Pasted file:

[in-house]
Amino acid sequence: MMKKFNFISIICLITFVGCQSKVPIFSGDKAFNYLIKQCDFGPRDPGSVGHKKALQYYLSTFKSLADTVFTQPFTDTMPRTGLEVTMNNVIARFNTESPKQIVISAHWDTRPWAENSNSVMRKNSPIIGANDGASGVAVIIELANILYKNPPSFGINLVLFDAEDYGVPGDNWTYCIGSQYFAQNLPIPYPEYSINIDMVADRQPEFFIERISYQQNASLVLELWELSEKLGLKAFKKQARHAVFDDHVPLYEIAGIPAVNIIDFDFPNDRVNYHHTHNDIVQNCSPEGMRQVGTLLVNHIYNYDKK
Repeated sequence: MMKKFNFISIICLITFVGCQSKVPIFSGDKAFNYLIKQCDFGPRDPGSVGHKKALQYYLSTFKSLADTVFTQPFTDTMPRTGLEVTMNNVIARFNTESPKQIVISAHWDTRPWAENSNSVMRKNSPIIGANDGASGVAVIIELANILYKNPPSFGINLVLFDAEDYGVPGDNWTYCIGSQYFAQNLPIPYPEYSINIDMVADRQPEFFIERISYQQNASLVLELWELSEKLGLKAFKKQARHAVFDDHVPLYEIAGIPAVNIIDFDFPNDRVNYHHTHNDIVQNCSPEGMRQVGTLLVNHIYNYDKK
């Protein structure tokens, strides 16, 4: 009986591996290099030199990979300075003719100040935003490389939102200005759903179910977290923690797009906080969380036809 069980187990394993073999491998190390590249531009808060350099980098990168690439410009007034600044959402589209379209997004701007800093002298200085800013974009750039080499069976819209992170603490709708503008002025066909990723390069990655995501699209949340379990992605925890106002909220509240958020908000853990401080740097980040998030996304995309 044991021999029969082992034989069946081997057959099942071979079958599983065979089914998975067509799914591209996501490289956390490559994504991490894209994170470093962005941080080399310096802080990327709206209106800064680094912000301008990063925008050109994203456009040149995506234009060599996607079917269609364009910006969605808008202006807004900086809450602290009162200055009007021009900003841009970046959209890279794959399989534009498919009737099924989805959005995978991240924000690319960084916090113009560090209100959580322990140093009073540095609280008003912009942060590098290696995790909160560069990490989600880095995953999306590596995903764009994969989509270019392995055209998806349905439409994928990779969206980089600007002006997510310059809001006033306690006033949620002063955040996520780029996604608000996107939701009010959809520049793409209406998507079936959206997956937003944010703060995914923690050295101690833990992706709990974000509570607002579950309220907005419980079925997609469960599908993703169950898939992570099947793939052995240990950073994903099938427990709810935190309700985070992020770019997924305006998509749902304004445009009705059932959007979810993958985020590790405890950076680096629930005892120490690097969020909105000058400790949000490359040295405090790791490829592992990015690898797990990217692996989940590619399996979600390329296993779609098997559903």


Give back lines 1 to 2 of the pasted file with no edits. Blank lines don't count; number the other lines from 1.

[in-house]
Amino acid sequence: MMKKFNFISIICLITFVGCQSKVPIFSGDKAFNYLIKQCDFGPRDPGSVGHKKALQYYLSTFKSLADTVFTQPFTDTMPRTGLEVTMNNVIARFNTESPKQIVISAHWDTRPWAENSNSVMRKNSPIIGANDGASGVAVIIELANILYKNPPSFGINLVLFDAEDYGVPGDNWTYCIGSQYFAQNLPIPYPEYSINIDMVADRQPEFFIERISYQQNASLVLELWELSEKLGLKAFKKQARHAVFDDHVPLYEIAGIPAVNIIDFDFPNDRVNYHHTHNDIVQNCSPEGMRQVGTLLVNHIYNYDKK